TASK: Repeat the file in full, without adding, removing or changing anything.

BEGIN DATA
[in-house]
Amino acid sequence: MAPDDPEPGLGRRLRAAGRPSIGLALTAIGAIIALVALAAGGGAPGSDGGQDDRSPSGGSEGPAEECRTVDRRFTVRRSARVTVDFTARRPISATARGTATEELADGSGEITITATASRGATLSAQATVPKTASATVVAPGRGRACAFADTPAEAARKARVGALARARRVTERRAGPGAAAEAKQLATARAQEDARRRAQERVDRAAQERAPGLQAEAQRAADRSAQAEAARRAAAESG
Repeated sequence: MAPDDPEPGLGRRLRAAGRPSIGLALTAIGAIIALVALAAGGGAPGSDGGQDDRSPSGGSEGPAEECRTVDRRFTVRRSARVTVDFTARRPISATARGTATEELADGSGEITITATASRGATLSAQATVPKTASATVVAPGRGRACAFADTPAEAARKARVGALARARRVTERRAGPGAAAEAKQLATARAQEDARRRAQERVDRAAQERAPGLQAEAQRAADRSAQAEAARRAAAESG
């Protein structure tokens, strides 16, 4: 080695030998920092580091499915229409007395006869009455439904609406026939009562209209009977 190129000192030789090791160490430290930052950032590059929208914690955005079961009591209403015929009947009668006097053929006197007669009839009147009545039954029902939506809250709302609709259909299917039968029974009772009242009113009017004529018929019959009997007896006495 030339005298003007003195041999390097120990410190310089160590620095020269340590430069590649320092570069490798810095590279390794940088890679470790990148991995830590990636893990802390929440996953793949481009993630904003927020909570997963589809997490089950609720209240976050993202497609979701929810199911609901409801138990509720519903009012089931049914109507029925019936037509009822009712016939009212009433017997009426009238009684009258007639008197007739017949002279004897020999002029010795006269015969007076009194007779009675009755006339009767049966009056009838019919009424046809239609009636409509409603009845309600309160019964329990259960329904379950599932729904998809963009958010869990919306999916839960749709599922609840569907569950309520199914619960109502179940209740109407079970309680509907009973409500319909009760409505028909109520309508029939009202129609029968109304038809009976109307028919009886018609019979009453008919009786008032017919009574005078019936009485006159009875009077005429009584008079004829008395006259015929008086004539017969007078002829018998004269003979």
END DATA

[in-house]
Amino acid sequence: MAPDDPEPGLGRRLRAAGRPSIGLALTAIGAIIALVALAAGGGAPGSDGGQDDRSPSGGSEGPAEECRTVDRRFTVRRSARVTVDFTARRPISATARGTATEELADGSGEITITATASRGATLSAQATVPKTASATVVAPGRGRACAFADTPAEAARKARVGALARARRVTERRAGPGAAAEAKQLATARAQEDARRRAQERVDRAAQERAPGLQAEAQRAADRSAQAEAARRAAAESG
Repeated sequence: MAPDDPEPGLGRRLRAAGRPSIGLALTAIGAIIALVALAAGGGAPGSDGGQDDRSPSGGSEGPAEECRTVDRRFTVRRSARVTVDFTARRPISATARGTATEELADGSGEITITATASRGATLSAQATVPKTASATVVAPGRGRACAFADTPAEAARKARVGALARARRVTERRAGPGAAAEAKQLATARAQEDARRRAQERVDRAAQERAPGLQAEAQRAADRSAQAEAARRAAAESG
């Protein structure tokens, strides 16, 4: 080695030998920092580091499915229409007395006869009455439904609406026939009562209209009977 190129000192030789090791160490430290930052950032590059929208914690955005079961009591209403015929009947009668006097053929006197007669009839009147009545039954029902939506809250709302609709259909299917039968029974009772009242009113009017004529018929019959009997007896006495 030339005298003007003195041999390097120990410190310089160590620095020269340590430069590649320092570069490798810095590279390794940088890679470790990148991995830590990636893990802390929440996953793949481009993630904003927020909570997963589809997490089950609720209240976050993202497609979701929810199911609901409801138990509720519903009012089931049914109507029925019936037509009822009712016939009212009433017997009426009238009684009258007639008197007739017949002279004897020999002029010795006269015969007076009194007779009675009755006339009767049966009056009838019919009424046809239609009636409509409603009845309600309160019964329990259960329904379950599932729904998809963009958010869990919306999916839960749709599922609840569907569950309520199914619960109502179940209740109407079970309680509907009973409500319909009760409505028909109520309508029939009202129609029968109304038809009976109307028919009886018609019979009453008919009786008032017919009574005078019936009485006159009875009077005429009584008079004829008395006259015929008086004539017969007078002829018998004269003979």